MARK: Would you agree with Hollis that, statistically speaking, there are more “immoral” and “mean” people in Ypsilanti, per capita, than there are in any other town on five continents?

STEPHEN: No, I don’t agree with that, but personal experience presents interactions with different types of people. When I spent time in Ypsi I spent it with friends or inside a quiet offices so I mostly saw good sides of people. Hollis worked at a liquor store so he dealt with a lot of idiots and alcohol addicted people so he had a totally different perspective on Ypsi people. I felt there were more immoral people in Ann Arbor because many of the U of M students were brats who have had everything handed to them by there parents. Many of those people acted like they were elite and their lives were shaped by circumstances that were not in there control or of their own doing. Something about that seems more evil than stabbing someone in the back of the head for a baggy of ice/crack and just don’t know why. Ann Arbor also is home of many what I call ’21st century hippies’ who secretly live off checks and money orders from their wealthy mommies and daddies while at the same time pretend to be ‘green’ while supporting whack jam-bands (who don’t have real jobs and also secretly live off of mommy and daddy but pretend to be rockstars) who litter the streets with thousands of flyers for there shows. Then those quasi-hippies follow the same bands around the country in shitty vehicles and still continue to preach to people about being ‘green’. If that isn’t immoral I don’t know what is. I bet there is a lot of dark shit going on in Ypsi that I just haven’t gotten to witness it. I stayed away of the shady side of it and just have trouble relating to it because I never really came across much of that side of Ypsi. To me Ypsi is just trees, Ugly Mug and cool people.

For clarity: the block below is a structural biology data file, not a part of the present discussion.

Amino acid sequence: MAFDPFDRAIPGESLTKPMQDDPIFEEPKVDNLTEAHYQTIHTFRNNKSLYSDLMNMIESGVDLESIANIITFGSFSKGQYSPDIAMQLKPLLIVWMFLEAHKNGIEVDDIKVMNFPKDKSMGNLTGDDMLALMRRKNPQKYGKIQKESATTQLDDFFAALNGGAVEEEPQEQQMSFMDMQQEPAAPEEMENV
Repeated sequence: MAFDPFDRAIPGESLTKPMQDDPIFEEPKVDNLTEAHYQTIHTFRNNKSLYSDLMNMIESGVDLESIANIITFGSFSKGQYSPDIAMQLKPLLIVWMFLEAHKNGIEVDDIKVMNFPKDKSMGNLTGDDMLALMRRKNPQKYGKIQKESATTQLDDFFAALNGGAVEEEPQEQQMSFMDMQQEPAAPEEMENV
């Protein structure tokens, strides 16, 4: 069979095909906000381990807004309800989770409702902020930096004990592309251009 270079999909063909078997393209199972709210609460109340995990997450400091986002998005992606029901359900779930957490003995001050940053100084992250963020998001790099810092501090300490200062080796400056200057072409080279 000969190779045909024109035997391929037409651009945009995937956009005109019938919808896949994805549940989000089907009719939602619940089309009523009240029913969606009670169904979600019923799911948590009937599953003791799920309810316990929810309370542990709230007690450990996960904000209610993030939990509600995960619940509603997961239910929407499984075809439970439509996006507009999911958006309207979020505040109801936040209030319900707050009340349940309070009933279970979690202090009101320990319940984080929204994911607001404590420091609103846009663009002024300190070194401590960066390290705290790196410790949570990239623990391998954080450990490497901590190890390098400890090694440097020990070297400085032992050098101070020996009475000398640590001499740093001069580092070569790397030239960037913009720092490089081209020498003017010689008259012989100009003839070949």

Posted in Art and Culture, Michigan, Ypsilanti | Tagged , , , , , , , , , , , , , , , , , , , , , , , , , , , , , , , , | 23 Comments

Cornel West: “Escalating Civil Disobedience Is Necessary To Wake The Country Up!”

Speaking of civil disobedience, here’s a quick quote from one of the people leading the occupation of Wall Street which is now in its sixth day:

On September 22nd, 2011, sixteen cities from around the country and the world stood in solidarity with us, protesting the disparity of power and wealth that exists in our society. In Liberty Square, no such disparity exists. Everyone’s needs are taken care for, food, medicine, water. The only need, the only right, that we cannot take care of is shelter, though this is not our choice. Mayor Bloomberg said that he would give us a space to protest but at every moment he attempts to erode us. He uses absurd police tactics – arresting protesters for using chalk on sidewalks, for wearing masks on the back of their heads in violation of a law that is a century and a half old, for… what, exactly? He uses the tactics of media suppression only available to a billionaire with a media empire. It has not worked. It will not work. We are growing. Each day more cities join us. Each day our movement grows. We demand real change. We will see it….

Posted in Observations, Other, Politics | Tagged , , , , , | 16 Comments

Anthony Gentile on YpsiFest

I had the occasion a few days ago to chat with Anthony Gentile, the organizer of YpsiFest, which is scheduled to take place at Woodruff’s October 12 – 15. Here’s what he had to say…